Possibilities

Bill Wilson spent over 20 years in legal departments at corporations large and small, from high tech to brick and mortar, and is writing about various topics while trying to find that next great career opportunity.

Fired. Laid-off. Quit. Whichever verb got you where you are today, I suggest you celebrate. No, I am not crazy. I am simply going to encourage you to seize the “opportunity” to take a look at the world in ways you would not have tried if you weren’t unemployed.

I was a “selective” eater growing up. My preferred menu was quite limited, though tasty, or so I thought. Then I got married. My wife opened my palate up to some exquisite options, and traveling did its part. As I look back on my fussiness regarding food, how many great meals did it keep me from? The same thing can be true of our careers. We get slotted, too focused on our chosen path to be open to the incredible possibilities on every side. When we were at the front end of this path, it no doubt held all sorts of attractions. Now that we have walked it for a while, we are beginning to see that the destination may not be all that we had hoped.

Sometimes we change – what was important to us once is no longer. Now you have a family and a mortgage. Sometimes our environment changes – when you moved here, it was a great place to live, but now the development and traffic make it miserable more often than wonderful. Occasionally the thing itself changes – practically no one will disagree that the practice of law is undergoing some cosmic changes, some very good, some very, very bad, and probably more are on the way. In any case, your current circumstances may not be what you signed up for.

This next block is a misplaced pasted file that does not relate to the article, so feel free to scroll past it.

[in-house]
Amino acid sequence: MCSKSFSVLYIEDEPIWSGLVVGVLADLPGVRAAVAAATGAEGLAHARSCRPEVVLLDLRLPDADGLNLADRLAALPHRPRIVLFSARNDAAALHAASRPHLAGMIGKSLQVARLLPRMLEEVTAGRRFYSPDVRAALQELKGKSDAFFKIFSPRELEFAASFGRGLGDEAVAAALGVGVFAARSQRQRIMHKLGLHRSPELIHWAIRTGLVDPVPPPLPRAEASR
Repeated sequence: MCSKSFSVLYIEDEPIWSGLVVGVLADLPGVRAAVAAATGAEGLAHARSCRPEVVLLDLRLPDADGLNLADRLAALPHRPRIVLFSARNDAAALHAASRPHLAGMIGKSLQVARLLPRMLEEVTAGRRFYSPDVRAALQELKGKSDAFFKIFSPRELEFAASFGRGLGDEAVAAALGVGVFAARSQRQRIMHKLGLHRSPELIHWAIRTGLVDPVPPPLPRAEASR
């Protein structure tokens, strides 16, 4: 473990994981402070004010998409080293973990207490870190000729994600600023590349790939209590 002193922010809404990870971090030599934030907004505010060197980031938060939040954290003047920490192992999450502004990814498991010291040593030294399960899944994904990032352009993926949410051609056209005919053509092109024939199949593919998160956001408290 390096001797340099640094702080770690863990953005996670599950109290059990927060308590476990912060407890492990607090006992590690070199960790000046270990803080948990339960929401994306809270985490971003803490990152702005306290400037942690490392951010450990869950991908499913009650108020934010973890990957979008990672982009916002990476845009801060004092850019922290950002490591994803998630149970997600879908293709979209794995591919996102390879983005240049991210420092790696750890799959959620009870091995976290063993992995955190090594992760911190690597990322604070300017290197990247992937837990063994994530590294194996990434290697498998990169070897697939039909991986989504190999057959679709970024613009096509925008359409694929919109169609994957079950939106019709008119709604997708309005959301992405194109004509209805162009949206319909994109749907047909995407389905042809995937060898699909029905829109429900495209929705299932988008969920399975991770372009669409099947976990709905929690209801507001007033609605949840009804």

So now’s the time to reassess. If after following the advice below, you feel the law is still the place for you, even with everything that’s changing, great. On the other hand, if the reality of legal practice no longer seems as inviting, necessity makes this moment the ideal time to change.

Explore what your life would be like as a (fill in blank here). Talk to your college roommate who is a doctor/accountant/music therapist/hot dog vendor/Peace Corps volunteer. Why are they happy/unhappy? Ask them what they wish they were doing. Take a very focused, objective view of your finances. Can you live with less? Do you have to have more? While money is indeed the root of most, if not all evil, try going without “enough,” whatever that is.

And as part of this process, be very bold. Now is not the time for myopia. Go a little crazy in imagining yourself in new places/jobs/circumstances. Make a concerted effort to step outside of your comfort zone and visualize yourself doing X. Don’t let obstacles interfere with the process; focus on the outcome, let the “how” come later. Good brainstorming doesn’t reject ideas because they’re hard or unlikely. The good news to some extent resulting from the current recession is that it has become necessary for a lot of people to re-invent. There are more available resources to help. Once you decide what seems to be the direction with the greatest promise for you, delve into the details. Plan the journey. Perform some reality checks. Imagine the worst. Remember there are few guarantees. Then if it still seems like the thing to do, with apologies to Nike, just do it.

If insanity is doing the same thing over and over, and expecting different results, staying in your current career may not be your ticket to a great life.

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One response to “Possibilities

  1. This is a great article for lawyers, but also for anyone in the midst of occupational uncertainty or upheaval.

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